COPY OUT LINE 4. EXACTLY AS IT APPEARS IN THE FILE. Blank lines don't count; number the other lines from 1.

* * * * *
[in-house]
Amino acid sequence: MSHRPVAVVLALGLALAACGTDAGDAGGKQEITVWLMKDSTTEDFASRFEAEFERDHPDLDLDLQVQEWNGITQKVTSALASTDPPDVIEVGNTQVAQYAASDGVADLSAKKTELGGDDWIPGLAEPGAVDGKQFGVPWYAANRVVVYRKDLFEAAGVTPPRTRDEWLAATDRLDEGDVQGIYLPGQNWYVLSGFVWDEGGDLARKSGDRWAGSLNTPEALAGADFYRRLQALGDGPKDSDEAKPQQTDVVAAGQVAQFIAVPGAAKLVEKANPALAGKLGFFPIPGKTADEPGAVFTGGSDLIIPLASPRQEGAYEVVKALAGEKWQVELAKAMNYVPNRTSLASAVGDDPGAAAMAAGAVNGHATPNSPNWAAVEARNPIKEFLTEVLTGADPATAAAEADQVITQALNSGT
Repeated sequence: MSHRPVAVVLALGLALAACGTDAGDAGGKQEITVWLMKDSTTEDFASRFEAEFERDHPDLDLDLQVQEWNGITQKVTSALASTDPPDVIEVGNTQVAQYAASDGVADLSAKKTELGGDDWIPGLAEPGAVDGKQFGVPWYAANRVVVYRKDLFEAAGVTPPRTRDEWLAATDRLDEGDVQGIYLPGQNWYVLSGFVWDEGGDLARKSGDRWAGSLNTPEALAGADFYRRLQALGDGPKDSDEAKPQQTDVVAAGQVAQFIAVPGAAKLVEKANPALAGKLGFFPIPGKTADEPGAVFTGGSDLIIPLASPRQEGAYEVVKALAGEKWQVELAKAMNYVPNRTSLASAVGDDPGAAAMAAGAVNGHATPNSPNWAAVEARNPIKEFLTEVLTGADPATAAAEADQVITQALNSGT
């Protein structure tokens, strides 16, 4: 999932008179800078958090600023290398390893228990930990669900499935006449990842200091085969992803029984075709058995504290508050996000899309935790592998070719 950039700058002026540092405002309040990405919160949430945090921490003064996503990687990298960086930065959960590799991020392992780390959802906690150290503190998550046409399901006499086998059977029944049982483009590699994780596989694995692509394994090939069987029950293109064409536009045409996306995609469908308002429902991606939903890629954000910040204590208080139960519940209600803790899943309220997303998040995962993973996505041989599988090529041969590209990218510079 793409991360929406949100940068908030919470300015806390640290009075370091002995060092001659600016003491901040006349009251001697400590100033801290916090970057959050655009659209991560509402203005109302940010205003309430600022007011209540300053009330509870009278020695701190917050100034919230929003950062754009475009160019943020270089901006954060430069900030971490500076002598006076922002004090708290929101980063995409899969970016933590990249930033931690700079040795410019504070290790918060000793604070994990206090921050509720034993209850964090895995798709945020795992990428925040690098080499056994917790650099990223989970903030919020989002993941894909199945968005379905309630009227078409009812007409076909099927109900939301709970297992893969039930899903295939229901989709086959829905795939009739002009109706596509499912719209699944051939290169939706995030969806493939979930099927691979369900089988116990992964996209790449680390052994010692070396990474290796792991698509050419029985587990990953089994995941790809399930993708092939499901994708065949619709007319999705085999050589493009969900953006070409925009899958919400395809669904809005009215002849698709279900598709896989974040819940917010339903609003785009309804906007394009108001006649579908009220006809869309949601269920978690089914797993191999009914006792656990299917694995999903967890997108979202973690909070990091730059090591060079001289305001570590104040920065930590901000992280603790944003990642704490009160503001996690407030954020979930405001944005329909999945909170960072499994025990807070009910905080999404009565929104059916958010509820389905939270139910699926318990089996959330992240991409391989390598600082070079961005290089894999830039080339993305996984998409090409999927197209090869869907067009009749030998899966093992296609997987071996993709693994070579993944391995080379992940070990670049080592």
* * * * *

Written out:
């Protein structure tokens, strides 16, 4: 999932008179800078958090600023290398390893228990930990669900499935006449990842200091085969992803029984075709058995504290508050996000899309935790592998070719 950039700058002026540092405002309040990405919160949430945090921490003064996503990687990298960086930065959960590799991020392992780390959802906690150290503190998550046409399901006499086998059977029944049982483009590699994780596989694995692509394994090939069987029950293109064409536009045409996306995609469908308002429902991606939903890629954000910040204590208080139960519940209600803790899943309220997303998040995962993973996505041989599988090529041969590209990218510079 793409991360929406949100940068908030919470300015806390640290009075370091002995060092001659600016003491901040006349009251001697400590100033801290916090970057959050655009659209991560509402203005109302940010205003309430600022007011209540300053009330509870009278020695701190917050100034919230929003950062754009475009160019943020270089901006954060430069900030971490500076002598006076922002004090708290929101980063995409899969970016933590990249930033931690700079040795410019504070290790918060000793604070994990206090921050509720034993209850964090895995798709945020795992990428925040690098080499056994917790650099990223989970903030919020989002993941894909199945968005379905309630009227078409009812007409076909099927109900939301709970297992893969039930899903295939229901989709086959829905795939009739002009109706596509499912719209699944051939290169939706995030969806493939979930099927691979369900089988116990992964996209790449680390052994010692070396990474290796792991698509050419029985587990990953089994995941790809399930993708092939499901994708065949619709007319999705085999050589493009969900953006070409925009899958919400395809669904809005009215002849698709279900598709896989974040819940917010339903609003785009309804906007394009108001006649579908009220006809869309949601269920978690089914797993191999009914006792656990299917694995999903967890997108979202973690909070990091730059090591060079001289305001570590104040920065930590901000992280603790944003990642704490009160503001996690407030954020979930405001944005329909999945909170960072499994025990807070009910905080999404009565929104059916958010509820389905939270139910699926318990089996959330992240991409391989390598600082070079961005290089894999830039080339993305996984998409090409999927197209090869869907067009009749030998899966093992296609997987071996993709693994070579993944391995080379992940070990670049080592």